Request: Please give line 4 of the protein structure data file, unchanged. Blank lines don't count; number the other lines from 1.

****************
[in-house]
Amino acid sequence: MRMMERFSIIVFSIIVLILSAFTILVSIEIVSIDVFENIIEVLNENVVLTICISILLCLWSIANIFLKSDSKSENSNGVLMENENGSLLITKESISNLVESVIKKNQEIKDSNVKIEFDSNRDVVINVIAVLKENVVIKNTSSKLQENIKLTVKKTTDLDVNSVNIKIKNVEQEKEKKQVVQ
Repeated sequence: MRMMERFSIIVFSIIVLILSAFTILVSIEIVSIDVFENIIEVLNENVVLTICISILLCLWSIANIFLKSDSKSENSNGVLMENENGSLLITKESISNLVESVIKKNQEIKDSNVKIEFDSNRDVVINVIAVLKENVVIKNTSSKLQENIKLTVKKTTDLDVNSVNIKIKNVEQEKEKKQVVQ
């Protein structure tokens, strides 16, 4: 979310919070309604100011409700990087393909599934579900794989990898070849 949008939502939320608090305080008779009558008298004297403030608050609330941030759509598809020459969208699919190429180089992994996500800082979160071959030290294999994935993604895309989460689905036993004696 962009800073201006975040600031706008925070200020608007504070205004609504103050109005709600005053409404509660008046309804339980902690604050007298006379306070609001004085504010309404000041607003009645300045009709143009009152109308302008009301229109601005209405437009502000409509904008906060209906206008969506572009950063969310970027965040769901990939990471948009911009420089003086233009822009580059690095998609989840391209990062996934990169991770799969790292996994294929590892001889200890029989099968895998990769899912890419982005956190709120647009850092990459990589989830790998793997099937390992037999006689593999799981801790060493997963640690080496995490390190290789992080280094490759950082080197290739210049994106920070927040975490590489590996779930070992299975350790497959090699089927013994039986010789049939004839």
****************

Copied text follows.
């Protein structure tokens, strides 16, 4: 979310919070309604100011409700990087393909599934579900794989990898070849 949008939502939320608090305080008779009558008298004297403030608050609330941030759509598809020459969208699919190429180089992994996500800082979160071959030290294999994935993604895309989460689905036993004696 962009800073201006975040600031706008925070200020608007504070205004609504103050109005709600005053409404509660008046309804339980902690604050007298006379306070609001004085504010309404000041607003009645300045009709143009009152109308302008009301229109601005209405437009502000409509904008906060209906206008969506572009950063969310970027965040769901990939990471948009911009420089003086233009822009580059690095998609989840391209990062996934990169991770799969790292996994294929590892001889200890029989099968895998990769899912890419982005956190709120647009850092990459990589989830790998793997099937390992037999006689593999799981801790060493997963640690080496995490390190290789992080280094490759950082080197290739210049994106920070927040975490590489590996779930070992299975350790497959090699089927013994039986010789049939004839």